[LINK] Google sued by Safari user for bypassing privacy controls

Jan Whitaker jwhit at janwhitaker.com
Sun Feb 19 11:09:40 AEDT 2012

Google sued by Safari user over privacy flap


By Phil Milford and Jef Feeley, Published: February 18 | Updated: 
Sunday, February 19, 6:06 AM

Feb. 17 (Bloomberg) -- Google Inc. officials were sued for violating 
users' privacy rights on Apple Inc.'s Safari Web browser by bypassing 
computer settings designed to block monitoring of consumers' online activity.

Google, the world's biggest Internet-search company, has been dodging 
privacy settings in Safari, which serves as the primary Web browser 
on Apple's iPhone and iPad products, lawyers for an Illinois man who 
uses the Safari browser said in a lawsuit filed today in federal 
court in Delaware.

"Google's willful and knowing actions violated" federal wiretapping 
laws and other computer-related statutes, attorneys for Matthew Soble 
said in the complaint.

Google has drawn regulatory scrutiny and pressure from consumer 
advocates for the way it handles personal information. Last year, it 
agreed to settle claims with the Federal Trade Commission that Google 
used deceptive tactics and violated its own privacy policies when it 
introduced its Buzz social- networking service in 2010.

Chris Gaither, a spokesman for Mountain View, California- based 
Google, said in an e-mail that the company declined to comment on the 
suit's allegations.

Researchers at Stanford University said today Google programmers 
developed codes that allowed them to avoid privacy settings created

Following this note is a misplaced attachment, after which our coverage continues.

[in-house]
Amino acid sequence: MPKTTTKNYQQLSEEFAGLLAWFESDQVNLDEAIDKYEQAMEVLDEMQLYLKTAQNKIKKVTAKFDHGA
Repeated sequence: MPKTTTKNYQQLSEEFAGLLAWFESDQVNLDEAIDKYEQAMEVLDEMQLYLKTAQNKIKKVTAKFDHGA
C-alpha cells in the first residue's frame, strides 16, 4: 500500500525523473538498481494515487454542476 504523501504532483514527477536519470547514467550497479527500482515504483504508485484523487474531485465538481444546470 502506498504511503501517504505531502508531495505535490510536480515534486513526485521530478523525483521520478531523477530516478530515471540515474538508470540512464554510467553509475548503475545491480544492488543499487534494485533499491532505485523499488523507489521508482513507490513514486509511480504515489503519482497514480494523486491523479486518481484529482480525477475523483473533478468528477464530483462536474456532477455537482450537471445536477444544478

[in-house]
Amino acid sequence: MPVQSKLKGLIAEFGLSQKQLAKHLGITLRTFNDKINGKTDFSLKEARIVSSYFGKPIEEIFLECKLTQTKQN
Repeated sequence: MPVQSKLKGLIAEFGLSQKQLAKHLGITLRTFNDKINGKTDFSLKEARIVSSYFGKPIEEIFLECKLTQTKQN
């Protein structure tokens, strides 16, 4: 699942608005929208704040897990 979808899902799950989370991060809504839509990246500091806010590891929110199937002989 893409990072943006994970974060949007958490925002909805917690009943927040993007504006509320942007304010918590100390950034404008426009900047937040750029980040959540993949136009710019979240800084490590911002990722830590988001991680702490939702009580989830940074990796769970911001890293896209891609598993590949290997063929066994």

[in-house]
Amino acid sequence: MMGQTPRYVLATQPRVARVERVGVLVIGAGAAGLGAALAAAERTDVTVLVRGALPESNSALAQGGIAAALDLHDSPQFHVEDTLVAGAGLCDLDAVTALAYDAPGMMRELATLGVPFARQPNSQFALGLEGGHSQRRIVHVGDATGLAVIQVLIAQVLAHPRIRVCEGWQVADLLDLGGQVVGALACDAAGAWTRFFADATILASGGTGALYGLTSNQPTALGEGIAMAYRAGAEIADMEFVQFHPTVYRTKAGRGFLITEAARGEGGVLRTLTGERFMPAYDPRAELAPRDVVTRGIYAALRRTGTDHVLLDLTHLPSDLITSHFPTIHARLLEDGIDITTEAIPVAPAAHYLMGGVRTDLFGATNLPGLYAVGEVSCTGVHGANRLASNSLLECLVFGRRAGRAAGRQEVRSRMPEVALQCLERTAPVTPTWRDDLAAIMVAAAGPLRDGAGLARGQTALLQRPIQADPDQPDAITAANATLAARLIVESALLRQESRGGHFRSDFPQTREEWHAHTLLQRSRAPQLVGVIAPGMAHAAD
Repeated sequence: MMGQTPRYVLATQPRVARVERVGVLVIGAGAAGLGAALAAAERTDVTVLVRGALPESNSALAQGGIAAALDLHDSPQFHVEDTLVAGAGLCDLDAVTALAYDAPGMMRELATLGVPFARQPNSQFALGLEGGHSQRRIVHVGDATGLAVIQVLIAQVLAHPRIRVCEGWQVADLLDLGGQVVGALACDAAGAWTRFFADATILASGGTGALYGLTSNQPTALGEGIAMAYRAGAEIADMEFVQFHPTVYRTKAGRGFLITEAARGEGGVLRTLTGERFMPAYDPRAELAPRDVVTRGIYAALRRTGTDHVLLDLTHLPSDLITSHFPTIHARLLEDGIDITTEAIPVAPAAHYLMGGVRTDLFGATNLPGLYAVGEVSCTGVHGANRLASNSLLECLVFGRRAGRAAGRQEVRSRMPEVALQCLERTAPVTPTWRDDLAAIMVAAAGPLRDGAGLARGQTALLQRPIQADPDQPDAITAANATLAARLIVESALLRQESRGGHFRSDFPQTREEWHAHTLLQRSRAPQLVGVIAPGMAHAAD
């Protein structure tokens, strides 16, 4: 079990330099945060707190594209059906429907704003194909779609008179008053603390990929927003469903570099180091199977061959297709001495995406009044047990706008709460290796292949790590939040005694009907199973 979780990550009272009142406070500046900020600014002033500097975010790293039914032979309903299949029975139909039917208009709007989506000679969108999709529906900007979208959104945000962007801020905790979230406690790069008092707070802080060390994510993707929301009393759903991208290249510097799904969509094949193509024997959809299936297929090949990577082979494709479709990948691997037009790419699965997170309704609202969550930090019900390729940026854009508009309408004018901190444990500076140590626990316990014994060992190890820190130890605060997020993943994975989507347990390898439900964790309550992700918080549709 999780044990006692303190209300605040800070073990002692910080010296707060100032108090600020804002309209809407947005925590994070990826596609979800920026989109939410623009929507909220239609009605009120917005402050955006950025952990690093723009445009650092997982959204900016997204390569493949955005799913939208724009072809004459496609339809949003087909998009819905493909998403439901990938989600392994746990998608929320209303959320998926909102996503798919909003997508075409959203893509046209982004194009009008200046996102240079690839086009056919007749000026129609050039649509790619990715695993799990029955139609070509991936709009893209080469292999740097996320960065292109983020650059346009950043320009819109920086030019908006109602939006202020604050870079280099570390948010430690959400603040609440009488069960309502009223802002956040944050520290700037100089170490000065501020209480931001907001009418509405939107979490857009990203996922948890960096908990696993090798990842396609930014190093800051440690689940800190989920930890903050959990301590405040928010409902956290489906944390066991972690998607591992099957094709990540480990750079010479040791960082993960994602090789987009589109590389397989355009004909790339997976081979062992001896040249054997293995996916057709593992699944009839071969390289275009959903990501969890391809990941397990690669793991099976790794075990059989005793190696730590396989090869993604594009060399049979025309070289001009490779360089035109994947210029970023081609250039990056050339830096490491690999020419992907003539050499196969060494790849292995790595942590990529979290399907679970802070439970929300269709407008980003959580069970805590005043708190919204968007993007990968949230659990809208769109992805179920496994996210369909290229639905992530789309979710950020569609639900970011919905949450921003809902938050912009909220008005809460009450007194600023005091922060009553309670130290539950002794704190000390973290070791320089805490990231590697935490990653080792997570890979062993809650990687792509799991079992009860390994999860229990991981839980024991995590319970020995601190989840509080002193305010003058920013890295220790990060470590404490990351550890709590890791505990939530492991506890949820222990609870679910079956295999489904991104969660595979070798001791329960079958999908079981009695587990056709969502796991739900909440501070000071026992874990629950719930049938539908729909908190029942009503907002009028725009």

by their rivals at Cupertino, California-based Apple. [Wanna bet the 
programmers will now be labled 'rogue' by Google lawyers, just like 
the Streetview situation?]

Privacy Circumvented?

The settings were designed to block cookies, or small pieces of code, 
that can be used to follow users' activities on the Web. The Wall 
Street Journal reported Google's actions in bypassing the privacy 
settings earlier this week.

Soble is seeking class-action status for his suit, which was filed on 
behalf of individuals "whose default privacy settings on the web 
browser software produced by Apple, known as Safari, were knowingly 
circumvented by Google," according to the suit.

Google's actions also prompted Consumer Watchdog to send a letter to 
the FTC today demanding action against the Internet- search provider.

"Safari users with the browser set to block third-party cookies 
thought they were not being tracked," John Simpson, privacy project 
director of Consumer Watchdog, said in the letter. "Nonetheless, 
because of an element invisible to the user, but designed to mimic a 
form, DoubleClick was able to set tracking cookies in an obvious 
violation of the set preference."

Lawmaker Attention

The allegations that Google bypassed Apple's privacy settings to 
gather information on user's Web browsing habits also have drawn 
attention from lawmakers.

"I fully intend to look into this matter and determine the extent to 
which the practice was used by Google and other third parties to 
circumvent consumer choice," West Virginia Senator John D. (Jay) 
Rockefeller IV, a Democrat and chairman of the Senate Commerce 
Committee, said in a statement.

"We are taking immediate steps to address concerns, and we are happy 
to answer any questions regulators and others may have," Google's 
Gaither said in an e-mailed response.

The case is Matthew Soble v. Google Inc., U.S. District Court for the 
District of Delaware (Wilmington).

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